January 30th: What's On Today's Show

In the second hour, guests explain how newspaper paywalls are changing news for online readers, and whether it's been successful.

hide captionIn the second hour, guests explain how newspaper paywalls are changing news for online readers, and whether it's been successful.

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Dangerous New Phase In Syria
Violence persists around Damascus as protesters continue to call for President Bashar al-Assad to step down. Citing continued violence, the Arab League has suspended its monitoring mission. The United Nations Security Council is preparing to consider a resolution condemning al-Assad's regime. Host Neal Conan talks with NPR Correspondent Kelly McEvers, activist Wissam Tarif, and former State Department Official Anne-Marie Slaughter about the ongoing crisis in Syria.

Freddie Mac Bet Against Homeowners
An investigation by ProPublica and NPR finds that Freddie Mac has invested billions of dollars betting against homeowners' ability to refinance their mortgages. Public documents show that the taxpayer-owned government agency sought to make gains when homeowners with high-interest rate loans couldn't qualify for refinancing. Analysts say this raises concerns about a conflict of interest: Freddie Mac's financial standing improves as homeowners struggle to refinance their homes. Host Neal Conan speaks with NPR's Chris Arnold and Marilyn Geewax about the report and what it means for homeowners.

Are You Ready to Pay For Online News?
Online media advocate Clay Shirky has reversed his staunch opposition to newspaper paywalls. He owes his conversion to industry leaders making two distinct choices: Allowing readers to access some content for free, and to stop treating readers as merely customers. In a recent column titled "The Year of the Newspaper Paywall" Shirky says this could be the year news papers identify the way for long-term financial support from readers. Host Neal Conan speaks with Clay Shirky about how paywalls are changing news. Denise Warren, the general manager for NYTimes.com, will explain how the Times decided on its current model, and whether it's been successful.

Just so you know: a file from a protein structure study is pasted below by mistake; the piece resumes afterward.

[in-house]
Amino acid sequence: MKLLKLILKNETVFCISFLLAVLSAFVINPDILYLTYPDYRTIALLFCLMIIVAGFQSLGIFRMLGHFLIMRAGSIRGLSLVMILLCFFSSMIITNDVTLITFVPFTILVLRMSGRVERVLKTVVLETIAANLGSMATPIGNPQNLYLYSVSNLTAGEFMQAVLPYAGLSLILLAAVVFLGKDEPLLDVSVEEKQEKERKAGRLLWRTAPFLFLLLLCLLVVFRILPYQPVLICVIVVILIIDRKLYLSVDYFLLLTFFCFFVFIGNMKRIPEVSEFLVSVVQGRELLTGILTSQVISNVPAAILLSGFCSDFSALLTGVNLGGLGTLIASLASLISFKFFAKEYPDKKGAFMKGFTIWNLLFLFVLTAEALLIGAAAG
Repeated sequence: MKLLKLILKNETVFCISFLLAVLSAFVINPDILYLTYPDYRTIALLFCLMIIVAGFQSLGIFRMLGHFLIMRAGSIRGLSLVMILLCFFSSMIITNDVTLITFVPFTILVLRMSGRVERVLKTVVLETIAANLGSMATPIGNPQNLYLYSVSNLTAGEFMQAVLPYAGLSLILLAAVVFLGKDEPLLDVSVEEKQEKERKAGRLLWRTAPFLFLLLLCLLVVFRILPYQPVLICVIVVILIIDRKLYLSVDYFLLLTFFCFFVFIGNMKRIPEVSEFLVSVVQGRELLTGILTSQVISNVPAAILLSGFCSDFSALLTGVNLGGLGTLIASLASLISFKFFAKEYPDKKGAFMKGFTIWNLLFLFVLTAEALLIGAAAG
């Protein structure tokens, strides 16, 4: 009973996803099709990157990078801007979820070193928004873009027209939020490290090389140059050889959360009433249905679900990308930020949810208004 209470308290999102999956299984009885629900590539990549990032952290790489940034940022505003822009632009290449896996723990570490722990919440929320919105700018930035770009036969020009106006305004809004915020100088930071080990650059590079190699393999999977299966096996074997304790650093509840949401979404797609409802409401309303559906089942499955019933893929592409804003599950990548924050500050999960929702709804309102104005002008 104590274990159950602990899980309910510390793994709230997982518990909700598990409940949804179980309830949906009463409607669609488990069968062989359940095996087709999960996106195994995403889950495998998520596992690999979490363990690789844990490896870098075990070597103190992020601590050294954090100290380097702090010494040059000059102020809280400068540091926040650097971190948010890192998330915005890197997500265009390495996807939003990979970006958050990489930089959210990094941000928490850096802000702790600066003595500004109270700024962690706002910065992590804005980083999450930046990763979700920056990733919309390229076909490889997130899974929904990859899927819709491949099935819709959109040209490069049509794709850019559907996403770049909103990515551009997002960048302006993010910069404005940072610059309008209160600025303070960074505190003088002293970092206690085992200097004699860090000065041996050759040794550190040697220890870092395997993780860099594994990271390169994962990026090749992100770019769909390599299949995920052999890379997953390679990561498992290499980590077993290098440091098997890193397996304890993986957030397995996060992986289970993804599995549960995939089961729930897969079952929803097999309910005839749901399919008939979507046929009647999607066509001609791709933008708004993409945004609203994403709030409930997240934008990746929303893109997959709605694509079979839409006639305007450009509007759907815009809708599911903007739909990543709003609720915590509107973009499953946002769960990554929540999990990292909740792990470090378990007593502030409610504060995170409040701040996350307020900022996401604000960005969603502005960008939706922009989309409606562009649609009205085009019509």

Not If Israel Attacks, But When
Earlier this month, the assassination of an Iranian nuclear scientist in Tehran — just the most recent in a string of killings of such scientists in Iran in recent years — ratcheted up tensions between Iran and the U.S. and Israel. As the international community struggles to determine the best way to slow Iran's nuclear weapons capability, Israeli journalist Ronen Bergman says the Israeli political leadership has ordered military preparations for an attack that he predicts will happen this year. Host Neal Conan talks with Bergman about his New York Times Magazine cover story, why he feels Israel will strike Iran in 2012, and why there are divergent views within the Israeli military and political leadership about the wisdom of such an approach.

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